With the ultrabook under-performing at retail, both Intel and manufacturers are experimenting with form factors to see what works.
The result has been a Cambrian-style explosion of hybrid devices — portable computing solutions that try to mix the power of an ultrabook with the convenience (and touchscreen) of a tablet.
Toshiba's Portege Z10t is an excellent example. It's an Intel-powered Windows 8 tablet that classifies as an ultrabook, thanks to its slim keyboard dock.
In fact, even when attached to the dock, the Z10t is still under 2cm and just 1.43kg, making it very portable indeed.
Inside the loan unit we have in the office is a Core i5-3339Y processor, 4GB of RAM and a 128GB SSD. The screen is 11.6 inches and full HD, and the number of ports is impressive: on the tablet itself are a mini-HDMI port, a USB 3.0 port, a headphone jack and an SD card slot, along with room for a 4G data SIM. The keyboard adds another USB port, HDMI, Ethernet and VGA.
The 4G capability is a nice point of difference for the Portege from the plethora of other hybrids out there today. Our test unit came with a Telstra 4G SIM, and we've seen fairly consistent speeds of around 25-30Mbps for downloads and around 20-24Mbps for uploads.
Coupled with a reassuringly no-nonsense design and build, the Z10t feels like a business-capable device with oomph. It's responsive, and the combination of SSD and processor make it rather quick.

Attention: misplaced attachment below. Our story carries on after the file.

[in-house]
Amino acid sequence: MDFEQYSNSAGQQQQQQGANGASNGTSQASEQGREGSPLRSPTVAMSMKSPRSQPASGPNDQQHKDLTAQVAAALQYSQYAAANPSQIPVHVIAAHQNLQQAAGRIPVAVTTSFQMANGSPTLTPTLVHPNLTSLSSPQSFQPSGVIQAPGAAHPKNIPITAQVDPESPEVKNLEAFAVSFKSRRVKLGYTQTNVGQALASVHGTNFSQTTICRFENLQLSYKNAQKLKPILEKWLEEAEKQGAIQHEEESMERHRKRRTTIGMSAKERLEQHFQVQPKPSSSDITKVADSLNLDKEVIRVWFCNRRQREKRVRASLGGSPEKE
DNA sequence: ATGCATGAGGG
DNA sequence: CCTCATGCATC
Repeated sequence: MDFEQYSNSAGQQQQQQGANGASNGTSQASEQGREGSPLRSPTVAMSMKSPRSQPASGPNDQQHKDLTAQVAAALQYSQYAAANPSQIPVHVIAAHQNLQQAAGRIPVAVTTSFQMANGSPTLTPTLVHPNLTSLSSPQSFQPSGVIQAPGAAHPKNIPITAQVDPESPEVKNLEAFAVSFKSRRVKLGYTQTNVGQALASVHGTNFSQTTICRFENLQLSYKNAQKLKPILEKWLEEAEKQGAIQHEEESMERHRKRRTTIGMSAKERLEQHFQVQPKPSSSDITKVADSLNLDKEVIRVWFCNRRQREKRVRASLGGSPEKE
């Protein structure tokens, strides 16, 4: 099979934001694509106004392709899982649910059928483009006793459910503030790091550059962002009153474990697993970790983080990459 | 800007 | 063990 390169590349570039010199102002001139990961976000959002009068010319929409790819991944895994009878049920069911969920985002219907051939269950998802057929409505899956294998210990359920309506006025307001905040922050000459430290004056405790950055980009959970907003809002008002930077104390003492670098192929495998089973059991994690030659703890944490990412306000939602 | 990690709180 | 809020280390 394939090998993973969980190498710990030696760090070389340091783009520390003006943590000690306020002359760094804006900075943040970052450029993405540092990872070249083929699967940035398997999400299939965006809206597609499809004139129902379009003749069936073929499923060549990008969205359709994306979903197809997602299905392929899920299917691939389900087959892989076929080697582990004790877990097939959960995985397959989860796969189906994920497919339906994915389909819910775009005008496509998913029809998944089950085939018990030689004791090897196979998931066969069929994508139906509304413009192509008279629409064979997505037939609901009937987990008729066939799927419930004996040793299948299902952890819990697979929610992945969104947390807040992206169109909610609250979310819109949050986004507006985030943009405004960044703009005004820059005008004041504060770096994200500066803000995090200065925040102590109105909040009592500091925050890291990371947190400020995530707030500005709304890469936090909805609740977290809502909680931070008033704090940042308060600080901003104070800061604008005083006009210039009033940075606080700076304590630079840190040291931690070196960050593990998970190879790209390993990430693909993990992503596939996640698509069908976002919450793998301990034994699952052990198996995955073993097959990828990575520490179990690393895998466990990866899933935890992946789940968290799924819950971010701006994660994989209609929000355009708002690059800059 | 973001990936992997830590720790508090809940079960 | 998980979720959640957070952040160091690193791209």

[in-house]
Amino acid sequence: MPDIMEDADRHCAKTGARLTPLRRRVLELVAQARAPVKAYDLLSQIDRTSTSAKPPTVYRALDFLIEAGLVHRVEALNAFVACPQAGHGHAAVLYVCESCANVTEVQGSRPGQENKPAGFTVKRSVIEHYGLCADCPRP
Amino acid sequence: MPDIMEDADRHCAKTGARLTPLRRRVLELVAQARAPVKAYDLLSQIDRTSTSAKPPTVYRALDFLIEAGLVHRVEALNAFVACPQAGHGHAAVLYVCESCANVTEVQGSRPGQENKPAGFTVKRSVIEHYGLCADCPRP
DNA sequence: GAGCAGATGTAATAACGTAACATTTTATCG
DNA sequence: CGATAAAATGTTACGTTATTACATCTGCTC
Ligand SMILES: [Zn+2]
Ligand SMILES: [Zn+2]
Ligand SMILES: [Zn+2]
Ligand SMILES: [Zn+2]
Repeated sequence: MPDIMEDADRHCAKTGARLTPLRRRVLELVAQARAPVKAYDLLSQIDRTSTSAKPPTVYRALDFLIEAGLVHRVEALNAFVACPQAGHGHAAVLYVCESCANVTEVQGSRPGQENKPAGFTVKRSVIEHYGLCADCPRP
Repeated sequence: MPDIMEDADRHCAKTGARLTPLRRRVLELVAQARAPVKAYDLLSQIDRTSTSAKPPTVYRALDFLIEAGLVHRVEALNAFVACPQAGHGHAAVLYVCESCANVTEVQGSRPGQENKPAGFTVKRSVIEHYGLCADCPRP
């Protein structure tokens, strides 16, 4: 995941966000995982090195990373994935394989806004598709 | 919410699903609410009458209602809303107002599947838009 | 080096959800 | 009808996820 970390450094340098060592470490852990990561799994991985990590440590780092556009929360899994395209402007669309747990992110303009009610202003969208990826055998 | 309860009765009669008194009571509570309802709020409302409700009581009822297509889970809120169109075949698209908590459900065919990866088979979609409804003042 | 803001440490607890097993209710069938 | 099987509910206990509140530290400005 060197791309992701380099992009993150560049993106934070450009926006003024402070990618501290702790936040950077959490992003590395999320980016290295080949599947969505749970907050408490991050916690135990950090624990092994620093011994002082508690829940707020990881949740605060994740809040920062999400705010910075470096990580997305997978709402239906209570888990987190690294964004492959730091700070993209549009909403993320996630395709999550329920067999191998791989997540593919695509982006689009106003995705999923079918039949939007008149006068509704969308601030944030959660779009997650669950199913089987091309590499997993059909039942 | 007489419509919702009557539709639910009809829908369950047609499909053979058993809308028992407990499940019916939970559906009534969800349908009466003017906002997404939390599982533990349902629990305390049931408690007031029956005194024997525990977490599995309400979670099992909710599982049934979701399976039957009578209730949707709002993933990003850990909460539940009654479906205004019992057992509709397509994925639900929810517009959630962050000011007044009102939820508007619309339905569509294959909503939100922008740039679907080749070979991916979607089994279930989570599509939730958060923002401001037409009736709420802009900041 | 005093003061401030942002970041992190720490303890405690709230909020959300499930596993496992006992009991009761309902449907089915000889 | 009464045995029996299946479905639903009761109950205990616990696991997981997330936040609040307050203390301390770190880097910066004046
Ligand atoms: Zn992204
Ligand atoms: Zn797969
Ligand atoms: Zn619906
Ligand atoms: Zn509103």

Sadly, there are few niggles that have jumped out at us in our first look at the device. The standby battery has seemed solid, but when actually being used, the Z10t burns through its stored power rather quickly.
The keyboard dock also has a very restrictive angle — the screen won't go past around 90 degrees. We assume this is because the keyboard is so light that the screen would cause it to overbalance, but the end result is that it's uncomfortable to view the screen if you're typing from a lap or low table.
Similarly, the shuttle switch you need to use to detach the tablet from the keyboard is in a very awkward position, making said detachment a rather tricky task, even with two hands.
Finally, the left- and right-click keys on the track pad are touch only; there's no give or click to let you know when you've used one.
In all, our first experiences with the Z10t suggest that it's a rather great Windows 8 tablet (if a little light on battery length), but a little more mediocre when used as a full ultrabook.
We'll have a full review of the Toshiba Portege Z10t in the near future.